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ECS Governance NotesDecember - January 2002

Governance Notes Archives


Welcome to ECS Governance Notes, a bimonthly e-mail publication with links to key information on education governance.

CHARTER SCHOOL AUTHORIZERS are the linchpins in the charter school policy trade-off of greater operating autonomy in exchange for greater accountability for results, say Greg Richmond and Margaret Lin. In this column, they discuss the various roles of charter school authorizers and highlight the increasing recognition of the importance of these roles.

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On December 22, 2001, PENNSYLVANIA took over the Philadelphia School District, the largest district in the nation to be taken over and operated by a state. A five-person school reform commission, with three members appointed by the governor of Pennsylvania and two members appointed by the mayor of Philadelphia, will assume control of the school district and begin implementing plans for reforming the district. The changes may include the privatization of up to 60 schools in the district.

In their 2001 legislative session, the ARKANSAS legislature created two study committees, each of which will examine the governance of public education in Arkansas as part of its efforts. H.B. 2169 creates the State Board of Education Advisory Committee to Study the Structure of Public Elementary and Secondary Education, and S.B. 907 establishes the Arkansas Blue Ribbon Commission on Public Education. Both study groups will submit reports to the legisature in 2002.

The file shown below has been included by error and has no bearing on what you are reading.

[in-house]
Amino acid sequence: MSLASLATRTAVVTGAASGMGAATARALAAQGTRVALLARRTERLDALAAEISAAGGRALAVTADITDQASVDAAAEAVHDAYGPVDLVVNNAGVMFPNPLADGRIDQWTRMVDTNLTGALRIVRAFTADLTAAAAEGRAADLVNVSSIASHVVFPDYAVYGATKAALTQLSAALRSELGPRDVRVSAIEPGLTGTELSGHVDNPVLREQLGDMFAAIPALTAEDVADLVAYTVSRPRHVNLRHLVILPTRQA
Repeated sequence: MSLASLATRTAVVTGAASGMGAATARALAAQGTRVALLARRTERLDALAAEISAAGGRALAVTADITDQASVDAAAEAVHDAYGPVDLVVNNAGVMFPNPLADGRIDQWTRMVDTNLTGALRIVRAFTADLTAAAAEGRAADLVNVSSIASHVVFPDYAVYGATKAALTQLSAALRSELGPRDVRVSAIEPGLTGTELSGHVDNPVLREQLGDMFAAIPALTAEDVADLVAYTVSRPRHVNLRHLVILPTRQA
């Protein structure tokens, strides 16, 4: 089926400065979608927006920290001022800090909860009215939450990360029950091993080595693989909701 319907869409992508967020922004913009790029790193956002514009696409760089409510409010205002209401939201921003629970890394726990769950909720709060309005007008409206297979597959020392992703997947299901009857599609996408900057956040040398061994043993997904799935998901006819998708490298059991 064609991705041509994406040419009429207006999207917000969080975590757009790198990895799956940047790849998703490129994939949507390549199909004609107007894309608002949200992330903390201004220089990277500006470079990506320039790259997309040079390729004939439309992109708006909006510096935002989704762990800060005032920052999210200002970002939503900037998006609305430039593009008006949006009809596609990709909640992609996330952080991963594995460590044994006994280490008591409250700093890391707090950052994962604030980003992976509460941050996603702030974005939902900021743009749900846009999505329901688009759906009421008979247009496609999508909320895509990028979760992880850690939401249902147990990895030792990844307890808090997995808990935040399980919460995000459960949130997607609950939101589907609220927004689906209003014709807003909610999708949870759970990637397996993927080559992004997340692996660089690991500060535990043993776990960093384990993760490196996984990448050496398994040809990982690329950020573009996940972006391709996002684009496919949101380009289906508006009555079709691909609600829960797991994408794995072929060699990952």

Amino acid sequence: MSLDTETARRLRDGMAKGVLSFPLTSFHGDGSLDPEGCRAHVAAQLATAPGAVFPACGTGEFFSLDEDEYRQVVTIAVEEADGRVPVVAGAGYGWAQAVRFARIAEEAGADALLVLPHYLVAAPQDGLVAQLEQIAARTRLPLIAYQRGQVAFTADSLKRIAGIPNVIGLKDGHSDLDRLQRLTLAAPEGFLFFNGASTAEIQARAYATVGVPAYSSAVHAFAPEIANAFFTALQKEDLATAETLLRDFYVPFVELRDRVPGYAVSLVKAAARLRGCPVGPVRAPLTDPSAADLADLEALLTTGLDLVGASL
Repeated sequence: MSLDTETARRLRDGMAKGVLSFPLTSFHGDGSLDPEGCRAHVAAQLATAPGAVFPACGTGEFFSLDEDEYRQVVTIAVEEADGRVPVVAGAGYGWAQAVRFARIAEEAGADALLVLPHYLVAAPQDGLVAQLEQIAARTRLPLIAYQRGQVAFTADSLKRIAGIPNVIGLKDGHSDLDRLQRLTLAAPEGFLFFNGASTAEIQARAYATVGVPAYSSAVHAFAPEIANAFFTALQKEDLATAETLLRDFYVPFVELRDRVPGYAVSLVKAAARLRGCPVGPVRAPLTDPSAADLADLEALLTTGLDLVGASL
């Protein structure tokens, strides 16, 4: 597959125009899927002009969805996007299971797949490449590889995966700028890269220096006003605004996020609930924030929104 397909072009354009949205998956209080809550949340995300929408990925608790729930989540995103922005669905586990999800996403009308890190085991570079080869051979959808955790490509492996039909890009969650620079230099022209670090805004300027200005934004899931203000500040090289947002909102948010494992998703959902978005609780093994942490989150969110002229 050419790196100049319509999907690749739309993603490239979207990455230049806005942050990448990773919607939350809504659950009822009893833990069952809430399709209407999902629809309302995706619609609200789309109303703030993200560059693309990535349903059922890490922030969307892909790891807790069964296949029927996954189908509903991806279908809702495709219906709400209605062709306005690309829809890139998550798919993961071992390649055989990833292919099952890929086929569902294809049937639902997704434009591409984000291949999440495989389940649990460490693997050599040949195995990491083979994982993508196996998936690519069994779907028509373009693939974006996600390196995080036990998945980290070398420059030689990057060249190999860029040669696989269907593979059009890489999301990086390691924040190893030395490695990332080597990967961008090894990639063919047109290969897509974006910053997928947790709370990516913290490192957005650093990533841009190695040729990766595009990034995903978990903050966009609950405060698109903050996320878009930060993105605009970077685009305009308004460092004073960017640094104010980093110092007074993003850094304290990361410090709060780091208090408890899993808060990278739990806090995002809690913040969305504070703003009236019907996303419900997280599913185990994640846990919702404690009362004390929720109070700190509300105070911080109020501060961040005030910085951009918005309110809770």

On November 8, 2001, the WEST VIRGINIA Board of Education took over the McDowell County Schools based on an audit report that indicated the county was failing to provide a high quality education for students, and that unhealthy and unsafe conditions in many schools place employees and schools in danger. Since 1992, West Virginia has taken over four school districts, one of which has been returned to local control.

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"Rhetoric Versus Reality: What We Know and What We Need To Know About vouchers and charter schools," a 2001 RAND study, reviews evidence on questions about academic achievement, choice, access, integration and civic socialization in VOUCHER programs and CHARTER SCHOOLS. Most significantly, the study found that many of the important empirical questions about voucher programs and charter schools have not yet been answered, and that none has been answered definitively. The authors say the scarcity of evidence should send a note of caution to policymakers and both supporters and opponents of choice.

"Does School District Takeover Work? Assessing the Effectiveness of City and State Takeover as a School Reform Strategy," a 2001 study by Kenneth K. Wong and Francis X. Shen, examines the potential for city and state TAKEOVERS to promote higher-quality teaching and learning, improve management and enhance public confidence. They find that takeovers placing mayors in charge of school districts are linked to student acheivement increases in the elementary grades. On the other hand, placing the state department of education in charge of the school district sometimes produces administrative and political turmoil, resulting in a decline in student achievement.